Year of Publication



Public Health

Degree Name

Master of Public Health (M.P.H.)

Committee Chair

Robin Vanderpool, DrPH, CHES

Committee Member

Corrine Williams, ScD, MS

Committee Member

Katherine Eddens, PhD


Prescription Drug Abuse (PDA) has become a serious public health concern and a major epidemic in the United States (U.S.). According to the 2014 National Survey on Drug Use and Health (NSUDH), approximately 15 million people (aged 12 or older) used prescription drugs in the past year and 6.5 million in past month. Out of these, 2 million Americans (aged 12 or older) either abused prescription drugs or were dependant on them. Almost 5% of adolescents (1.1 million) between the age group 12-17 abused prescription painkillers in 2014. Nationally, Kentucky is among the top five states with highest age-adjusted overdose death rates due to prescription pain killers, with an increase of more than 1,000 deaths per year over the past decade. Drug overdose deaths due to opioids are elevated in eastern Kentucky; specifically, the highest death rates are in Bell County, followed by Clay, Floyd, Johnson, and Knox Counties according to 2013 Kentucky Injury Prevention Research Center (KIPRC) data.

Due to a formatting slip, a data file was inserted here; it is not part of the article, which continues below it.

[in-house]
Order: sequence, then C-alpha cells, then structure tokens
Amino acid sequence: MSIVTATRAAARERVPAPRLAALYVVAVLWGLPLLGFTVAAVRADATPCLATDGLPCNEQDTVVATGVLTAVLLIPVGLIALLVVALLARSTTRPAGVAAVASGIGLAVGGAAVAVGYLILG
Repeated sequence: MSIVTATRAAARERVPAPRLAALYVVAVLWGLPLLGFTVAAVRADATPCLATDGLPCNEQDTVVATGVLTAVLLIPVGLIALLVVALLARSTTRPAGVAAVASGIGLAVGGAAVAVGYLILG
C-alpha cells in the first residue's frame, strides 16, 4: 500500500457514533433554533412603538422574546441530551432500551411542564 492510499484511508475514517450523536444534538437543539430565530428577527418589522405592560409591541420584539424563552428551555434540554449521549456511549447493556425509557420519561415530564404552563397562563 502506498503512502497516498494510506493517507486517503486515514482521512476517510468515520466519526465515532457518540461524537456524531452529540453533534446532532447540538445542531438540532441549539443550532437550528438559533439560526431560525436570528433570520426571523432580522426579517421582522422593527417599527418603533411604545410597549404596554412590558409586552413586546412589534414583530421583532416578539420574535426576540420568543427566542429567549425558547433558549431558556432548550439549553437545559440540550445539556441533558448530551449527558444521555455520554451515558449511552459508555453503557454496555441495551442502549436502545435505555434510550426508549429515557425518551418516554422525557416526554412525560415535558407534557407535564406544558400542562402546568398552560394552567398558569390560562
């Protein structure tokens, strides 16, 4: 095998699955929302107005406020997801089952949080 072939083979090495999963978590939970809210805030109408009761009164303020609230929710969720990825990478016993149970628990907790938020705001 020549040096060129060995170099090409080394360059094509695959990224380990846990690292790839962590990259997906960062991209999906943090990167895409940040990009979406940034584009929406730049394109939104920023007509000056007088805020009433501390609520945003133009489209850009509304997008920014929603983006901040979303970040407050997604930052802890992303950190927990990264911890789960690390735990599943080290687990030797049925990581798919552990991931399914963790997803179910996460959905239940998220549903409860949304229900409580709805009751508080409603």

In response to the Centers for Disease Control and Prevention (CDC) funding announcement, the Bell County Health Department (BCHD) proposes to implement a community-focused school-based strategy called Life Skills Training (LST) to be implemented among youth in Bell County. LST is an evidence-based educational program specifically designed for youth/teenagers to prevent drug abuse and develop behavioral, self-management, and social skills. The classroom-based intervention will be implemented in three high schools: Bell County High School, Middlesboro High School, and Pineville High School. It will be implemented at two Levels (i.e., Level 1 in Year 1 with a total of 15 sessions and Level 2 in Year 2 with a total of 15 sessions). All project activities are coupled with an extensive evaluation plan and targeted local and state results dissemination. In sum, BCHD and its team of committed collaborators are strategically poised to make meaningful decreases in PDA among youth in Bell County and eventually across the Commonwealth of Kentucky.

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